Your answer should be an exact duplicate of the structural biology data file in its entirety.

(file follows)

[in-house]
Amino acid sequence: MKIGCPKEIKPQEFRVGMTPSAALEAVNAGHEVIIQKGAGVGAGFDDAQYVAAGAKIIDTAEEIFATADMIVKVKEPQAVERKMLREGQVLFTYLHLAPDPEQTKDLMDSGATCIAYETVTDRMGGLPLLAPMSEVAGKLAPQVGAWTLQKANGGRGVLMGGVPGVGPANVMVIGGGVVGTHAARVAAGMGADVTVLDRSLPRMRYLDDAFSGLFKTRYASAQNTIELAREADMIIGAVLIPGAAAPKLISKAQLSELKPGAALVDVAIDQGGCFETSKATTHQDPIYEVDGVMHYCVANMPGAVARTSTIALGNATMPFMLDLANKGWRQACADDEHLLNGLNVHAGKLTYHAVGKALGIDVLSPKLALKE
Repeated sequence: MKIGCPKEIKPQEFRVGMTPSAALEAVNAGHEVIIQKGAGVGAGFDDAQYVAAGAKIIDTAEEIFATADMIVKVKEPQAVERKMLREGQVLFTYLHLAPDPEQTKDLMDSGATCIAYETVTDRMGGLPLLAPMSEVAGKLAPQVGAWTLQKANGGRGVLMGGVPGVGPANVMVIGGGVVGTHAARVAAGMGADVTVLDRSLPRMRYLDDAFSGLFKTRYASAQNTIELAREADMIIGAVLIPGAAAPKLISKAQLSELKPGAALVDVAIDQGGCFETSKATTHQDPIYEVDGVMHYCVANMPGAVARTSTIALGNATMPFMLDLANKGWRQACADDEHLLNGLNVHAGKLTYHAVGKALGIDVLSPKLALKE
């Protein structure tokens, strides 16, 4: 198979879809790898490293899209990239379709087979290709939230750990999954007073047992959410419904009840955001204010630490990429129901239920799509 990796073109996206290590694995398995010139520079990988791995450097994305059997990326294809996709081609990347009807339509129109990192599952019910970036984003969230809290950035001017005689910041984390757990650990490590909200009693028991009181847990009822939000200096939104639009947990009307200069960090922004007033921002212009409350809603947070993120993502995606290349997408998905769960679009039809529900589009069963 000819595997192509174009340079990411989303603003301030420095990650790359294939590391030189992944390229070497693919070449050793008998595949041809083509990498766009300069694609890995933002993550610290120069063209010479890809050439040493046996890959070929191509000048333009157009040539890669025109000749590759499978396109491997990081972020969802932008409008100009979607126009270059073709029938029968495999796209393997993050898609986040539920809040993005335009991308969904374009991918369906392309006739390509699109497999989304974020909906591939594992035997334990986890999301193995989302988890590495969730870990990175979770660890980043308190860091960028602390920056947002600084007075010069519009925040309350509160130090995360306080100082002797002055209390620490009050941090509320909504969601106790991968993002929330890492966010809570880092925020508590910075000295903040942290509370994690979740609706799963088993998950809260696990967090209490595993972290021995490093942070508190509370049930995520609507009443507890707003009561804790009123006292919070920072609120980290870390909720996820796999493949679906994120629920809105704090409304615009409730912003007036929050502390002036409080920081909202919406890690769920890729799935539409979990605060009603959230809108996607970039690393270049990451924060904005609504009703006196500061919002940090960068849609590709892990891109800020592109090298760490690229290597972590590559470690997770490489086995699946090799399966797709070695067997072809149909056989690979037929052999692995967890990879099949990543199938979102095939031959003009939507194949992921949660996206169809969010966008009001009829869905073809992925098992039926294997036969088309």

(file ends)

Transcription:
[in-house]
Amino acid sequence: MKIGCPKEIKPQEFRVGMTPSAALEAVNAGHEVIIQKGAGVGAGFDDAQYVAAGAKIIDTAEEIFATADMIVKVKEPQAVERKMLREGQVLFTYLHLAPDPEQTKDLMDSGATCIAYETVTDRMGGLPLLAPMSEVAGKLAPQVGAWTLQKANGGRGVLMGGVPGVGPANVMVIGGGVVGTHAARVAAGMGADVTVLDRSLPRMRYLDDAFSGLFKTRYASAQNTIELAREADMIIGAVLIPGAAAPKLISKAQLSELKPGAALVDVAIDQGGCFETSKATTHQDPIYEVDGVMHYCVANMPGAVARTSTIALGNATMPFMLDLANKGWRQACADDEHLLNGLNVHAGKLTYHAVGKALGIDVLSPKLALKE
Repeated sequence: MKIGCPKEIKPQEFRVGMTPSAALEAVNAGHEVIIQKGAGVGAGFDDAQYVAAGAKIIDTAEEIFATADMIVKVKEPQAVERKMLREGQVLFTYLHLAPDPEQTKDLMDSGATCIAYETVTDRMGGLPLLAPMSEVAGKLAPQVGAWTLQKANGGRGVLMGGVPGVGPANVMVIGGGVVGTHAARVAAGMGADVTVLDRSLPRMRYLDDAFSGLFKTRYASAQNTIELAREADMIIGAVLIPGAAAPKLISKAQLSELKPGAALVDVAIDQGGCFETSKATTHQDPIYEVDGVMHYCVANMPGAVARTSTIALGNATMPFMLDLANKGWRQACADDEHLLNGLNVHAGKLTYHAVGKALGIDVLSPKLALKE
């Protein structure tokens, strides 16, 4: 198979879809790898490293899209990239379709087979290709939230750990999954007073047992959410419904009840955001204010630490990429129901239920799509 990796073109996206290590694995398995010139520079990988791995450097994305059997990326294809996709081609990347009807339509129109990192599952019910970036984003969230809290950035001017005689910041984390757990650990490590909200009693028991009181847990009822939000200096939104639009947990009307200069960090922004007033921002212009409350809603947070993120993502995606290349997408998905769960679009039809529900589009069963 000819595997192509174009340079990411989303603003301030420095990650790359294939590391030189992944390229070497693919070449050793008998595949041809083509990498766009300069694609890995933002993550610290120069063209010479890809050439040493046996890959070929191509000048333009157009040539890669025109000749590759499978396109491997990081972020969802932008409008100009979607126009270059073709029938029968495999796209393997993050898609986040539920809040993005335009991308969904374009991918369906392309006739390509699109497999989304974020909906591939594992035997334990986890999301193995989302988890590495969730870990990175979770660890980043308190860091960028602390920056947002600084007075010069519009925040309350509160130090995360306080100082002797002055209390620490009050941090509320909504969601106790991968993002929330890492966010809570880092925020508590910075000295903040942290509370994690979740609706799963088993998950809260696990967090209490595993972290021995490093942070508190509370049930995520609507009443507890707003009561804790009123006292919070920072609120980290870390909720996820796999493949679906994120629920809105704090409304615009409730912003007036929050502390002036409080920081909202919406890690769920890729799935539409979990605060009603959230809108996607970039690393270049990451924060904005609504009703006196500061919002940090960068849609590709892990891109800020592109090298760490690229290597972590590559470690997770490489086995699946090799399966797709070695067997072809149909056989690979037929052999692995967890990879099949990543199938979102095939031959003009939507194949992921949660996206169809969010966008009001009829869905073809992925098992039926294997036969088309």